The summit featured individuals who shared their experiences working in the care economy, as well as labor leaders and members of Congress. While speaking at the event, Saunders urged care workers to persist in their struggle for respect, dignity and security in their jobs. 

“I believe we are turning a corner,” Saunders said. “We are raising awareness, lifting up the role that care workers play in creating and maintaining a healthy society.” 

Despite the progress, “we have to keep the heat turned up,” he added. “We have to stand up and speak out. We have to keep educating, organizing and mobilizing. We have to fight like hell every single day for the resources you need.” 

Speakers and participants at the summit emphasized the essential function of care workers and family caregivers not only in protecting society’s most vulnerable but in making it possible for other essential workers to report to work.  

They drew a stark contrast between what is expected of this workforce and what is offered in return. Workers put in long hours that often go unrewarded – despite 2016 regulations, which AFSCME fought for, making home care workers eligible for minimum wage and overtime protections. Their sacrifices are hardly ever acknowledged, and many care workers are forced to live at the edge of poverty, with few benefits, lack of access to health care and little opportunity to save for the future.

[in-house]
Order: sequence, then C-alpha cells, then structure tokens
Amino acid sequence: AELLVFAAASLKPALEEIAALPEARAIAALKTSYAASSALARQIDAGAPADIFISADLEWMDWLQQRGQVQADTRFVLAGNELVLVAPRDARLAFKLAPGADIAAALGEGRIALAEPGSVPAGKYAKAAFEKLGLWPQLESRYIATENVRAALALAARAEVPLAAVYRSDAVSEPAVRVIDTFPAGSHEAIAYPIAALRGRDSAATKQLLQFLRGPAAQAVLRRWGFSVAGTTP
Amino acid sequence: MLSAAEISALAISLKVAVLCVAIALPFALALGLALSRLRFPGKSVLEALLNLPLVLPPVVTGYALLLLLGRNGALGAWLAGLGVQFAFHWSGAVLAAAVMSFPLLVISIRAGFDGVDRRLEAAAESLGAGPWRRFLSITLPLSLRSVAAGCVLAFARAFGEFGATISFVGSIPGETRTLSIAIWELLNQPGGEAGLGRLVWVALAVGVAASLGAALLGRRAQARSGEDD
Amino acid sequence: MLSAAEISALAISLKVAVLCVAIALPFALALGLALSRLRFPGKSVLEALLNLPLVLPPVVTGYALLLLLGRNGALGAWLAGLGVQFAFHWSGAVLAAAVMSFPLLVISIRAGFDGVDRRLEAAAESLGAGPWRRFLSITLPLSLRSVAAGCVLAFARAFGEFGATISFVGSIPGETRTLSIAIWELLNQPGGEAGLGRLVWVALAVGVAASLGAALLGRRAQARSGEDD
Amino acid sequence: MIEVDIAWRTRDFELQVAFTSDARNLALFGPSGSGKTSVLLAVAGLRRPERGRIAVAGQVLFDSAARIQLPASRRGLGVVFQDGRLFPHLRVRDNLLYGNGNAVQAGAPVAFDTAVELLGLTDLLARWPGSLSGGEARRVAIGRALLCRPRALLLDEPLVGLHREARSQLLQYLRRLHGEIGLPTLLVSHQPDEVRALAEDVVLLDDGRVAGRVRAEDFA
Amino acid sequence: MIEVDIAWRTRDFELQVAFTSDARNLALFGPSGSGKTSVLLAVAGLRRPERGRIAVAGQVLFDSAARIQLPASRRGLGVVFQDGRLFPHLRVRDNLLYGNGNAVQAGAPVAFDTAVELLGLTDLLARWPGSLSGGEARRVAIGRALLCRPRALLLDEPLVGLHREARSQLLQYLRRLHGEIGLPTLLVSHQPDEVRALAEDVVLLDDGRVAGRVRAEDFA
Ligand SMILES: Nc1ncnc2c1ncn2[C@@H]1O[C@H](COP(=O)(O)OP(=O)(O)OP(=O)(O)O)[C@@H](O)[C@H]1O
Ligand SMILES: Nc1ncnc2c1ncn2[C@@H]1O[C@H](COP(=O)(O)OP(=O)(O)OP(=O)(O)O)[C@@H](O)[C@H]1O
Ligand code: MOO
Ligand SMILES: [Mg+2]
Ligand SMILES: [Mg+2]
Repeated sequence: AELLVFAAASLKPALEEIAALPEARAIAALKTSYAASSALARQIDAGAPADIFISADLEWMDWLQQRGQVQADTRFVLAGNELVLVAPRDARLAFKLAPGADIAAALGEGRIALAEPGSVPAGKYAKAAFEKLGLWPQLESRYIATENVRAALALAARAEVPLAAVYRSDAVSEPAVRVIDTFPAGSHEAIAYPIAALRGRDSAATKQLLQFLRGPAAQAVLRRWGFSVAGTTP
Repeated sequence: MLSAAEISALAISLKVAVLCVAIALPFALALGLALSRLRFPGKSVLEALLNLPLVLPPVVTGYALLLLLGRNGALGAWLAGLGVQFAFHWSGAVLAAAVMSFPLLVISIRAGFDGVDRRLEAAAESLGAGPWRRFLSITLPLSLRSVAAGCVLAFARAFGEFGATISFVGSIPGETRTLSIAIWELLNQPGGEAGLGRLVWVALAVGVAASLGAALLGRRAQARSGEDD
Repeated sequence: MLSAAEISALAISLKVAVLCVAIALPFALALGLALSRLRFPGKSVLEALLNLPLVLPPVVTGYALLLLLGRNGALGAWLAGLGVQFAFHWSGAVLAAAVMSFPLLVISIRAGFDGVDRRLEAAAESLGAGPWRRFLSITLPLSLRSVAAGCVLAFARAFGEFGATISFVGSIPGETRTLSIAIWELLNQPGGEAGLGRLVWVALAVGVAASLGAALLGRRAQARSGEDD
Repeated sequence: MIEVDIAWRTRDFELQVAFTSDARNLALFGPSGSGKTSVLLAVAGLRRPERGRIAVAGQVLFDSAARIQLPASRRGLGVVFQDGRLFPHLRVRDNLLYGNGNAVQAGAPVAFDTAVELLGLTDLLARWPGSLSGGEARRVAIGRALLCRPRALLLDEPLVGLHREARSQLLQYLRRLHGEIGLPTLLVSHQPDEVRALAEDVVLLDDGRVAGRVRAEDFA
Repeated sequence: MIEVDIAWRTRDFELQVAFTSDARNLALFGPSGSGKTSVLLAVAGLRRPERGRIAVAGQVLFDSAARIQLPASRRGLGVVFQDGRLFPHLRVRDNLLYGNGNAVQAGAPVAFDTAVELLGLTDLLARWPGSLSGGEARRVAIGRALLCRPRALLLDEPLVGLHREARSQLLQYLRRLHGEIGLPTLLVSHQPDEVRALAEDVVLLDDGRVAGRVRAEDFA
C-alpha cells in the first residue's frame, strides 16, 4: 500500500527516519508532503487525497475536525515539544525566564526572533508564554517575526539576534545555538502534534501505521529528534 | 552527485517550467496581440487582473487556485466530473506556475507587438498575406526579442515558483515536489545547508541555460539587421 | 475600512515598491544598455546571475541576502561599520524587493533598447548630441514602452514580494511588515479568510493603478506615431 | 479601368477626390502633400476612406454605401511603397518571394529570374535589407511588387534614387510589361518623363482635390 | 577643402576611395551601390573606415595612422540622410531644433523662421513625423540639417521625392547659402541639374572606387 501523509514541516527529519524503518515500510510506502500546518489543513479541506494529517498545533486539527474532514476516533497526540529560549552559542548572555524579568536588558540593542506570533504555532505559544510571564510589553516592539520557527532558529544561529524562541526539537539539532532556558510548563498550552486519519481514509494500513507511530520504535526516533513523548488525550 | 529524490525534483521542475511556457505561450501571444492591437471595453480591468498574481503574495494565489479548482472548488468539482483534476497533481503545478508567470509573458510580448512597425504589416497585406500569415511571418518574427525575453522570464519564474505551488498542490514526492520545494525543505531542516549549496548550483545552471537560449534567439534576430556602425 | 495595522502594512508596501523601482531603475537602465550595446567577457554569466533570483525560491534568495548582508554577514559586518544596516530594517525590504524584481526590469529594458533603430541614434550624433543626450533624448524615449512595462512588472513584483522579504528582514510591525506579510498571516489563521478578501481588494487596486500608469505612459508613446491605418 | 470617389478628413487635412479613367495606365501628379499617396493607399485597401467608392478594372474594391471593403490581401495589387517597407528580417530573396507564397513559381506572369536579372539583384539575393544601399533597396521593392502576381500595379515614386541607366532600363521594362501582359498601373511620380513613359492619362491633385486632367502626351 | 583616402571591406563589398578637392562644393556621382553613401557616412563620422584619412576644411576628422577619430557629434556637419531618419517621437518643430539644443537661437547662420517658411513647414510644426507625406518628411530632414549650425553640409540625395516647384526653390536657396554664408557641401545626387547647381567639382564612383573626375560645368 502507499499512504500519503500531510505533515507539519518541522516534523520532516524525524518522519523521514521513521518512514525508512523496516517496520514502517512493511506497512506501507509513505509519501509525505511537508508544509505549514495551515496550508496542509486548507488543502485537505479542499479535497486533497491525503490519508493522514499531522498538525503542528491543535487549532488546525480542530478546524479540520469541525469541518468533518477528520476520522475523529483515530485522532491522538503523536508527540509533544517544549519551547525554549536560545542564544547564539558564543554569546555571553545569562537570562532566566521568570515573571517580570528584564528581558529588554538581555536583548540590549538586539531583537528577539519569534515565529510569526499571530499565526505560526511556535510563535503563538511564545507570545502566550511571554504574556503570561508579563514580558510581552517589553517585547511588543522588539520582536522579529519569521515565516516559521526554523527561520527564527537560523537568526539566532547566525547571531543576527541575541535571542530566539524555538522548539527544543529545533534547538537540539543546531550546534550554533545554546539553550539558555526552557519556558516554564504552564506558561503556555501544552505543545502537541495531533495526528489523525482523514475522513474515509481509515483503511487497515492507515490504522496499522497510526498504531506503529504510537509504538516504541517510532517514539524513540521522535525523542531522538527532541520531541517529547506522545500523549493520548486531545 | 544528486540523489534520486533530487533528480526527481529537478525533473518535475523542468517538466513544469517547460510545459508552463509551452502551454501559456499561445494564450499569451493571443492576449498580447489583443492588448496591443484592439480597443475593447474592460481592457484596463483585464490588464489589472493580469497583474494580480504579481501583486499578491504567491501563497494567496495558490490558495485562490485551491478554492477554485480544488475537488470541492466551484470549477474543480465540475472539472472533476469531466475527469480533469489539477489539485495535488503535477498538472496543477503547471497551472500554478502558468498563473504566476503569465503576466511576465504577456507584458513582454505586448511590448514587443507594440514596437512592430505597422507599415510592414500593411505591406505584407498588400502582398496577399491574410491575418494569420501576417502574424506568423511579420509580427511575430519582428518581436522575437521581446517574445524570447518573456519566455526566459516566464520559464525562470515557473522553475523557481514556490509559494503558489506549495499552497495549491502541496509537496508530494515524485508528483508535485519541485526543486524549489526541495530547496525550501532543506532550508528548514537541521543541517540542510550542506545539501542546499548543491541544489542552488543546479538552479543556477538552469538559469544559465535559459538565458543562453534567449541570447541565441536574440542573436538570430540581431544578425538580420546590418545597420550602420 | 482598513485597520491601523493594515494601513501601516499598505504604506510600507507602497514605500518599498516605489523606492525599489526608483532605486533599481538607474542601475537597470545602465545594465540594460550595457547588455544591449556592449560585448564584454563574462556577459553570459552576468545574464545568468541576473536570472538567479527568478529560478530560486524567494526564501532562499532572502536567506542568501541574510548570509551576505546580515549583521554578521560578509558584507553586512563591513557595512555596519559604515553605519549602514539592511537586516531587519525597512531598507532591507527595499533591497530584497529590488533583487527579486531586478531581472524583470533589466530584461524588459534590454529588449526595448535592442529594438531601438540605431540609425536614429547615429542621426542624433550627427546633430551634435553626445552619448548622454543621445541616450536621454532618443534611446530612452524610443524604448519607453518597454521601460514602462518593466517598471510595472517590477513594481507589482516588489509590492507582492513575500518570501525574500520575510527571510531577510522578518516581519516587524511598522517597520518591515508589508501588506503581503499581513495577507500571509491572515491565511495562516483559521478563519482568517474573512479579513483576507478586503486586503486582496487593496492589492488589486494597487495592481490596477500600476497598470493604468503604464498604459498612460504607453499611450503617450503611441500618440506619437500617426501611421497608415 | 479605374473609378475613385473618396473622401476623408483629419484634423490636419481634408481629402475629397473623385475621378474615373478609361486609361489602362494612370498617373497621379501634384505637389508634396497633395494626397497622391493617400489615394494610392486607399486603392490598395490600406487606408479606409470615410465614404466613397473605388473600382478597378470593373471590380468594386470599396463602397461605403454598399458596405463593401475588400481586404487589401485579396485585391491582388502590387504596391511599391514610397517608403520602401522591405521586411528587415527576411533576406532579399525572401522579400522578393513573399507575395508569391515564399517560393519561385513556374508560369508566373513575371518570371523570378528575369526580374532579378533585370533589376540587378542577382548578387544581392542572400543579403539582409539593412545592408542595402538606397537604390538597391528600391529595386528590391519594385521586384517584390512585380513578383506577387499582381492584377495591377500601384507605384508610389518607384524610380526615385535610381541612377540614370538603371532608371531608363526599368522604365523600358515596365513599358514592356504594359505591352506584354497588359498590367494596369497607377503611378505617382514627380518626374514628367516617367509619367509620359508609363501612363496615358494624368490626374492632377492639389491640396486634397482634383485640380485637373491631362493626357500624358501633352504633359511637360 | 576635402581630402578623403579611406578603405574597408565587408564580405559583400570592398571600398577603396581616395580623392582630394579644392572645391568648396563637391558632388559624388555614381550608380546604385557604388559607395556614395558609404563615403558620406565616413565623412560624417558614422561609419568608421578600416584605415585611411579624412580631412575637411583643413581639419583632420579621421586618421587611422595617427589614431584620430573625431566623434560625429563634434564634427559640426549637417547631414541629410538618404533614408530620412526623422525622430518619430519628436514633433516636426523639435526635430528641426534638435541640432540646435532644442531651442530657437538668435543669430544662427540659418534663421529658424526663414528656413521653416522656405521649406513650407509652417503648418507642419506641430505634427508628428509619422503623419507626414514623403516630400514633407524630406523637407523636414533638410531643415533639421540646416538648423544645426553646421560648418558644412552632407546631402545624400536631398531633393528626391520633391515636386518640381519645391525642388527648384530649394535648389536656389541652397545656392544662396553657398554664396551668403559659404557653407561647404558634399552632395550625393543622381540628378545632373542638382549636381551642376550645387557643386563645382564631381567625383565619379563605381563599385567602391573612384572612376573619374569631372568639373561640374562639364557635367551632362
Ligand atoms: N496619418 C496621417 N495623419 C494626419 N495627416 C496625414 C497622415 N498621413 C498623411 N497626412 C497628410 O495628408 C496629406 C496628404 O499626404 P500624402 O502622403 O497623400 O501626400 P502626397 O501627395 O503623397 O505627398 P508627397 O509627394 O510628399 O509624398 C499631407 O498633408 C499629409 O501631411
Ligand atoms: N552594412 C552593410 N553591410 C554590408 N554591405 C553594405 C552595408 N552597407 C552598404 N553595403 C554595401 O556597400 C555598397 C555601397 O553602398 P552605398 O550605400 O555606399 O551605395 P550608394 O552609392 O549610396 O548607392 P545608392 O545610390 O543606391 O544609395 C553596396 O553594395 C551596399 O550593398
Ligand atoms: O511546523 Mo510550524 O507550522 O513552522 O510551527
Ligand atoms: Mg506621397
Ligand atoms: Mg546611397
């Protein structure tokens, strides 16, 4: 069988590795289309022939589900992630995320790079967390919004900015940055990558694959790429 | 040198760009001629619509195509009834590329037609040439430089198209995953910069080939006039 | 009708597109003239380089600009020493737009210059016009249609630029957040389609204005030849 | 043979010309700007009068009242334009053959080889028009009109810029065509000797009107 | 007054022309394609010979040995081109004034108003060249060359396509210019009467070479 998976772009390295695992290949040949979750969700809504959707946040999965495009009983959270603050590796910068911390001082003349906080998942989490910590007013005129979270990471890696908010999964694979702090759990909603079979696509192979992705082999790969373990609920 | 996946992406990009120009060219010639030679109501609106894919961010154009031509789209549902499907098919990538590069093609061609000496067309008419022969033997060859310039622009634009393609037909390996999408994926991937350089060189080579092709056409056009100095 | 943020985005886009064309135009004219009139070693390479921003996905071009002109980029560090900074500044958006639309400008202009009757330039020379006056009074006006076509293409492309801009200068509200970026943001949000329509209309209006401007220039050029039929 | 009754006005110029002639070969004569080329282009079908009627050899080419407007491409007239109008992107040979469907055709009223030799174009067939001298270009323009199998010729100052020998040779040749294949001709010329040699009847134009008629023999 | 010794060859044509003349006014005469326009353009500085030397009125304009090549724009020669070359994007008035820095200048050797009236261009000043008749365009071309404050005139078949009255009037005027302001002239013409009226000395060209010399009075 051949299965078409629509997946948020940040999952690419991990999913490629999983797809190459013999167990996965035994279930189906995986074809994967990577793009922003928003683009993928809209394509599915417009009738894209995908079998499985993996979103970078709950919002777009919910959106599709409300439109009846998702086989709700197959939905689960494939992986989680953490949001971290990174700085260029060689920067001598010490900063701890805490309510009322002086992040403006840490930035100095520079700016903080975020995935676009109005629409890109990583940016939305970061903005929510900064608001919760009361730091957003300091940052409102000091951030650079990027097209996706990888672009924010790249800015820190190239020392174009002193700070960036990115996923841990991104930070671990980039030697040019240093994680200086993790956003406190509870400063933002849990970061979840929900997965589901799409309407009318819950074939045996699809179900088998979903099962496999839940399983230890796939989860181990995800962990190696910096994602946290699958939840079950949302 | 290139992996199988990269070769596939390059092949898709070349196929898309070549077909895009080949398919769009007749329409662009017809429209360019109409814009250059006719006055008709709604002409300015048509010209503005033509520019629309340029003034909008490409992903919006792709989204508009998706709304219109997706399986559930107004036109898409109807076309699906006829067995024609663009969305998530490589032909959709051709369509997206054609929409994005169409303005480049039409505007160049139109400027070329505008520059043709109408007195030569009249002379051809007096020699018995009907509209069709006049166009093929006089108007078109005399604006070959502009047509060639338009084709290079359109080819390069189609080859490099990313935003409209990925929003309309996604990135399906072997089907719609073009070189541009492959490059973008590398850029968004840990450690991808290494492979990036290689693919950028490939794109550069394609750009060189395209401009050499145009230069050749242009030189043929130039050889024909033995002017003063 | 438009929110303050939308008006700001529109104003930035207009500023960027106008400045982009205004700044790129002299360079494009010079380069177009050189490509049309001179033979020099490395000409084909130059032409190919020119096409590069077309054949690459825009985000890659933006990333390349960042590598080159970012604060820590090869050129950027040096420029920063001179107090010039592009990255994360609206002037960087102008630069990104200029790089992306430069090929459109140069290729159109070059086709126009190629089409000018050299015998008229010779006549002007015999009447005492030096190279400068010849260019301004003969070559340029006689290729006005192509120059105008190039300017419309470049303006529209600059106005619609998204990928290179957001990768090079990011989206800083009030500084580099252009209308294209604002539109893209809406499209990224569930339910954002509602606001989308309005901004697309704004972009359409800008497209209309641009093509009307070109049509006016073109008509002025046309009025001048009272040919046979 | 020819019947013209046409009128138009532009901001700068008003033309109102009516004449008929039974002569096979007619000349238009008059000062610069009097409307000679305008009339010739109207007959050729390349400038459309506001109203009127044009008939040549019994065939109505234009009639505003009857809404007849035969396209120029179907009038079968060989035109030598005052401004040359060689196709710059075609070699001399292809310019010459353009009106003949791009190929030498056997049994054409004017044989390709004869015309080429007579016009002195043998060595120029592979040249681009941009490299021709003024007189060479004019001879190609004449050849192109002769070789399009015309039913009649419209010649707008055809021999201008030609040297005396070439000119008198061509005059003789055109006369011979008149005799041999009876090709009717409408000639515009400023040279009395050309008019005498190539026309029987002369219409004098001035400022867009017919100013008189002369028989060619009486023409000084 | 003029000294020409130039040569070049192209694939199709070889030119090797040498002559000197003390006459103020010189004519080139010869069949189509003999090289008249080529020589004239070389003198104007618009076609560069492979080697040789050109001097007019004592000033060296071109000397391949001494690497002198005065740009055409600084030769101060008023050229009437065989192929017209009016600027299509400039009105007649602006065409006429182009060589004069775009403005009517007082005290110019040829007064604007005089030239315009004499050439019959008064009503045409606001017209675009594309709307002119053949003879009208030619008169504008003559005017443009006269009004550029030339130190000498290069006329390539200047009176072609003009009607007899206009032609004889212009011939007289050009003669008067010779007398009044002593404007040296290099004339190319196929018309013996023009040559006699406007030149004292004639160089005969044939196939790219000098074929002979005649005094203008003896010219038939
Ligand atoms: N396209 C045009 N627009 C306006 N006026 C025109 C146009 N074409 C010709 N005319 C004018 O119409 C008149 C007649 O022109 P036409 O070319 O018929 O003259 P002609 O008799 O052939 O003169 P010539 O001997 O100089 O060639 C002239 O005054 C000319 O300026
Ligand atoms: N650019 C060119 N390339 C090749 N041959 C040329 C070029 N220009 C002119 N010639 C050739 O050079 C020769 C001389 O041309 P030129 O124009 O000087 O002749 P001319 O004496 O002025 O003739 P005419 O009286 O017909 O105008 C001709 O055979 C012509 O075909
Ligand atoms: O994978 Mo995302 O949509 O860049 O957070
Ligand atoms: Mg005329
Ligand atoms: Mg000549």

“This work is hard, but we do it because we care, because it’s essential, and because it’s the work that makes all other work possible,” said Sandy Moreno, a home care provider from California City, California, and a UDW member “We deserve better. I will never give up, and I will keep working for care workers so we can finally get the respect and dignity we deserve.” 

Marilyn Smith, also a California home care provider and UDW member, answered questions from Moore in a session on the power of unions.